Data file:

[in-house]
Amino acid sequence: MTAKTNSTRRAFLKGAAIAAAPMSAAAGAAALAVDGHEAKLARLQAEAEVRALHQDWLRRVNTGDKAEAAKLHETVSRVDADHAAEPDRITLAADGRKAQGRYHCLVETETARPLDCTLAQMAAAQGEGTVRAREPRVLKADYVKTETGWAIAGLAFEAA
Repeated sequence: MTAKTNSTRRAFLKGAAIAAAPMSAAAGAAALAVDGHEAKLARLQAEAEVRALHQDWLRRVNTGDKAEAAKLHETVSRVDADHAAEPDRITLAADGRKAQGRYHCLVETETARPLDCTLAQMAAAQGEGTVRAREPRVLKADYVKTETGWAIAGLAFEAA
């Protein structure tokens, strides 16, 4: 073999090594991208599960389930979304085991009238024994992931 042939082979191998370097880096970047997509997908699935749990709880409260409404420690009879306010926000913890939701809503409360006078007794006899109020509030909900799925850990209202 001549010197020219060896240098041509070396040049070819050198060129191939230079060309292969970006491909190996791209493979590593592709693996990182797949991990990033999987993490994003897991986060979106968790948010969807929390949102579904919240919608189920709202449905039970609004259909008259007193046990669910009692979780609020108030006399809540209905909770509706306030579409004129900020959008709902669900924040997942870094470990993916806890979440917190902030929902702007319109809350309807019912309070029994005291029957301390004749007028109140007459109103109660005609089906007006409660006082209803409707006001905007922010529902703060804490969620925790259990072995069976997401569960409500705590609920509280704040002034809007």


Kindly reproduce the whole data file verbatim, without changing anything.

[in-house]
Amino acid sequence: MTAKTNSTRRAFLKGAAIAAAPMSAAAGAAALAVDGHEAKLARLQAEAEVRALHQDWLRRVNTGDKAEAAKLHETVSRVDADHAAEPDRITLAADGRKAQGRYHCLVETETARPLDCTLAQMAAAQGEGTVRAREPRVLKADYVKTETGWAIAGLAFEAA
Repeated sequence: MTAKTNSTRRAFLKGAAIAAAPMSAAAGAAALAVDGHEAKLARLQAEAEVRALHQDWLRRVNTGDKAEAAKLHETVSRVDADHAAEPDRITLAADGRKAQGRYHCLVETETARPLDCTLAQMAAAQGEGTVRAREPRVLKADYVKTETGWAIAGLAFEAA
């Protein structure tokens, strides 16, 4: 073999090594991208599960389930979304085991009238024994992931 042939082979191998370097880096970047997509997908699935749990709880409260409404420690009879306010926000913890939701809503409360006078007794006899109020509030909900799925850990209202 001549010197020219060896240098041509070396040049070819050198060129191939230079060309292969970006491909190996791209493979590593592709693996990182797949991990990033999987993490994003897991986060979106968790948010969807929390949102579904919240919608189920709202449905039970609004259909008259007193046990669910009692979780609020108030006399809540209905909770509706306030579409004129900020959008709902669900924040997942870094470990993916806890979440917190902030929902702007319109809350309807019912309070029994005291029957301390004749007028109140007459109103109660005609089906007006409660006082209803409707006001905007922010529902703060804490969620925790259990072995069976997401569960409500705590609920509280704040002034809007």